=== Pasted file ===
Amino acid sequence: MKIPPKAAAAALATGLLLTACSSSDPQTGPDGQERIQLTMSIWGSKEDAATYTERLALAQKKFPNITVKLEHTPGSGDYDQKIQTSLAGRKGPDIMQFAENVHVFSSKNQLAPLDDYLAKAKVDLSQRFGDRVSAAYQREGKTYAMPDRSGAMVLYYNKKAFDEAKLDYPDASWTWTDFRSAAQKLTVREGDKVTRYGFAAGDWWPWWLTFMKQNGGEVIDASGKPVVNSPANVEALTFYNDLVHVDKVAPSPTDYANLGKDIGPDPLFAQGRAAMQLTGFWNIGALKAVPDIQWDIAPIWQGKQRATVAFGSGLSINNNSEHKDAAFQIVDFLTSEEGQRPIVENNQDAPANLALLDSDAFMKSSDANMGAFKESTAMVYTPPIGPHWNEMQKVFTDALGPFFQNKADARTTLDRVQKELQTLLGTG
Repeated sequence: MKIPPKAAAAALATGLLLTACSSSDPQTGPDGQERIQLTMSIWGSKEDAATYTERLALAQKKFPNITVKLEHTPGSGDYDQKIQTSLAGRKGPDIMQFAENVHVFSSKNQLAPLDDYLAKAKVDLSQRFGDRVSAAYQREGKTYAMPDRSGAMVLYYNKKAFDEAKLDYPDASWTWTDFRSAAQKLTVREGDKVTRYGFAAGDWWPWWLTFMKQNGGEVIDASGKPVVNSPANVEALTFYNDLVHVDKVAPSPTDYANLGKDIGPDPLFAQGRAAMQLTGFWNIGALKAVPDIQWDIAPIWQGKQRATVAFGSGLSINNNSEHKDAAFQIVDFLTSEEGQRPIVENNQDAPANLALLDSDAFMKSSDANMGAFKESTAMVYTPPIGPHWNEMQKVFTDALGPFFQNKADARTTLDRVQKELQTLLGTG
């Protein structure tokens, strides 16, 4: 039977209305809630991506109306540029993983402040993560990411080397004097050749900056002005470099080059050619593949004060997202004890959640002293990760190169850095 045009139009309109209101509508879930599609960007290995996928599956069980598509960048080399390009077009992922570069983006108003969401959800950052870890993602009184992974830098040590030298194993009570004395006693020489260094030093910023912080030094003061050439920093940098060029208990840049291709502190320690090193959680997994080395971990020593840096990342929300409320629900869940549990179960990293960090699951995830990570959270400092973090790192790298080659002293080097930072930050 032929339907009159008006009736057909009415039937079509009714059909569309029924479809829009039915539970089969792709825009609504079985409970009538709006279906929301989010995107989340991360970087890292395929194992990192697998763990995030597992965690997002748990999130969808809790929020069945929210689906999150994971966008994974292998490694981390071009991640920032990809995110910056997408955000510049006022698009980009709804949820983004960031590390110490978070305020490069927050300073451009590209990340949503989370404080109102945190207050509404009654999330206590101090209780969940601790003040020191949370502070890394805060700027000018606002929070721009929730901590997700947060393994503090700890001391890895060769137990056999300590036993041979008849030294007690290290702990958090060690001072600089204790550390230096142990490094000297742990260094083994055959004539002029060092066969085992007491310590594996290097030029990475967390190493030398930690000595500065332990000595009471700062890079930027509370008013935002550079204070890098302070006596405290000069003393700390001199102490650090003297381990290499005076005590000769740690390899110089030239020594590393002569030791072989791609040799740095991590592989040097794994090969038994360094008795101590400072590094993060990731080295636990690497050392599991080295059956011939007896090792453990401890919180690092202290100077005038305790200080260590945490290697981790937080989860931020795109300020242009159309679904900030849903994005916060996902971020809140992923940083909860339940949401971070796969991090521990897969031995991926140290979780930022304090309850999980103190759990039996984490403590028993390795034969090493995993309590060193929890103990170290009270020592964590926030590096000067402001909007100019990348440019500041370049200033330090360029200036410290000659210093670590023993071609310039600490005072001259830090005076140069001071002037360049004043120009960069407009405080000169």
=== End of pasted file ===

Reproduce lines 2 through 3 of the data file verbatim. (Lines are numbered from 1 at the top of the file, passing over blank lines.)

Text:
Repeated sequence: MKIPPKAAAAALATGLLLTACSSSDPQTGPDGQERIQLTMSIWGSKEDAATYTERLALAQKKFPNITVKLEHTPGSGDYDQKIQTSLAGRKGPDIMQFAENVHVFSSKNQLAPLDDYLAKAKVDLSQRFGDRVSAAYQREGKTYAMPDRSGAMVLYYNKKAFDEAKLDYPDASWTWTDFRSAAQKLTVREGDKVTRYGFAAGDWWPWWLTFMKQNGGEVIDASGKPVVNSPANVEALTFYNDLVHVDKVAPSPTDYANLGKDIGPDPLFAQGRAAMQLTGFWNIGALKAVPDIQWDIAPIWQGKQRATVAFGSGLSINNNSEHKDAAFQIVDFLTSEEGQRPIVENNQDAPANLALLDSDAFMKSSDANMGAFKESTAMVYTPPIGPHWNEMQKVFTDALGPFFQNKADARTTLDRVQKELQTLLGTG
């Protein structure tokens, strides 16, 4: 039977209305809630991506109306540029993983402040993560990411080397004097050749900056002005470099080059050619593949004060997202004890959640002293990760190169850095 045009139009309109209101509508879930599609960007290995996928599956069980598509960048080399390009077009992922570069983006108003969401959800950052870890993602009184992974830098040590030298194993009570004395006693020489260094030093910023912080030094003061050439920093940098060029208990840049291709502190320690090193959680997994080395971990020593840096990342929300409320629900869940549990179960990293960090699951995830990570959270400092973090790192790298080659002293080097930072930050 032929339907009159008006009736057909009415039937079509009714059909569309029924479809829009039915539970089969792709825009609504079985409970009538709006279906929301989010995107989340991360970087890292395929194992990192697998763990995030597992965690997002748990999130969808809790929020069945929210689906999150994971966008994974292998490694981390071009991640920032990809995110910056997408955000510049006022698009980009709804949820983004960031590390110490978070305020490069927050300073451009590209990340949503989370404080109102945190207050509404009654999330206590101090209780969940601790003040020191949370502070890394805060700027000018606002929070721009929730901590997700947060393994503090700890001391890895060769137990056999300590036993041979008849030294007690290290702990958090060690001072600089204790550390230096142990490094000297742990260094083994055959004539002029060092066969085992007491310590594996290097030029990475967390190493030398930690000595500065332990000595009471700062890079930027509370008013935002550079204070890098302070006596405290000069003393700390001199102490650090003297381990290499005076005590000769740690390899110089030239020594590393002569030791072989791609040799740095991590592989040097794994090969038994360094008795101590400072590094993060990731080295636990690497050392599991080295059956011939007896090792453990401890919180690092202290100077005038305790200080260590945490290697981790937080989860931020795109300020242009159309679904900030849903994005916060996902971020809140992923940083909860339940949401971070796969991090521990897969031995991926140290979780930022304090309850999980103190759990039996984490403590028993390795034969090493995993309590060193929890103990170290009270020592964590926030590096000067402001909007100019990348440019500041370049200033330090360029200036410290000659210093670590023993071609310039600490005072001259830090005076140069001071002037360049004043120009960069407009405080000169």